Re: Darths and Droids - I do wonder how they're going to handle the sequels, because they seem to have had some impressively long-term planning going on with the story and presumably that was all set up to conclude at the end of Jedi because Darths & Droids started back when Lucas was fairly confident that there wouldn't be any sequels.
I kind of think it'd be fun for them to handle the sequels by having the campaign shift to a rotating-GM setup rather than being handled by one creative mind refereeing everything, because... well, you see where I'm going with that.
For OotS, I always thought it was that it doesn't really take advantage of comics as a visual medium. Lots of people standing in very static poses with huge text bubbles, that sort of thing.
I think that seems to be a valid criticism, to a degree. There is a lot of action at times but there's nothing wrong with not liking it. I know of several people who just don't like stick figures and thus no OOTS for them.
Sorry, I'm not sure how specific to get. I don't want to make the conversation about me hating everyone else's favourite comics.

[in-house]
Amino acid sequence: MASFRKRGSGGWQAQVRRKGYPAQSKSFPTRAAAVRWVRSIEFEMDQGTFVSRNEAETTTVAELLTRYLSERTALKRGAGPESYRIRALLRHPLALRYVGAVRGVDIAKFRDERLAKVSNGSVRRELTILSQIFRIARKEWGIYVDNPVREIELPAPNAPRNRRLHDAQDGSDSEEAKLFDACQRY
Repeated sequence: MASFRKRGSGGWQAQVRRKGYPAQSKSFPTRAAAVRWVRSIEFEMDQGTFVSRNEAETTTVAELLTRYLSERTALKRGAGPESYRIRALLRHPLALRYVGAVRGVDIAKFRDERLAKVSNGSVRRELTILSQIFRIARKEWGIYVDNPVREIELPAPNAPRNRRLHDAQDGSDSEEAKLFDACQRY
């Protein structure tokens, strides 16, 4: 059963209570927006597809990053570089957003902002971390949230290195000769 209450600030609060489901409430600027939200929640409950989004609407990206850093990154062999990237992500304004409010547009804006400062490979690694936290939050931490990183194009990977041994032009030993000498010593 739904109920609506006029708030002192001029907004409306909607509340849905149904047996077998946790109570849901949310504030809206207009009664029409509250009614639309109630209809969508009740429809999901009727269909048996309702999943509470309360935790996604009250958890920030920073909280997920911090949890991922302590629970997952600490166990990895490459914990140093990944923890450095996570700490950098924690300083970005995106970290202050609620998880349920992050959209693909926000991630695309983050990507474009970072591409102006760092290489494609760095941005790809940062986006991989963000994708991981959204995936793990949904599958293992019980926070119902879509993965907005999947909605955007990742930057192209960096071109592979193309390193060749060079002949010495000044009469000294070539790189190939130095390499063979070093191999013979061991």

I've read PVP for a long time, although nowadays it seems mostly through habit. Somehow it reminds me of Garfield. I wonder if the new Star Wars sequel gets out before Darths and Droids gets to the end of the original trilogy?
Stuff I still read includes: Girl Genius, Order of the Stick, Questionable Content, Widdershins, Freefall, Yellow Peril, Johnny Walker, Wasted Talent, Weregeek, Star Power, PVP, Rusty & Co, Megatokyo, Flaky Pastry, and Darths and Droids. Countless others have fallen by the wayside due to lack of updates, getting annoying, apathy, forgetfulness or changing tastes.
Is it possible to miss the point of a comic? That seems kind of like missing the point of prose - I'm not sure it has one.
Some of my favourites through many years has been Girl Genius and Order of the Stick. What of Oglaf? It's pretty insane, I guess. And not safe for most professional situations.
I've never seen any KC Green stuff I didn't like. I really dig Camp Weedonwantcha at the moment. Dinosaur Comics is evergreen, Chainsaw Suit is more hit than miss, and Achewood seems to finally be getting its act together again.
I like plenty of webcomics, just not in a way which prompts me to Playpen about them very much (aside from Chainsaw Suit, which I've pushed on here from time to time when it especially hits the mark).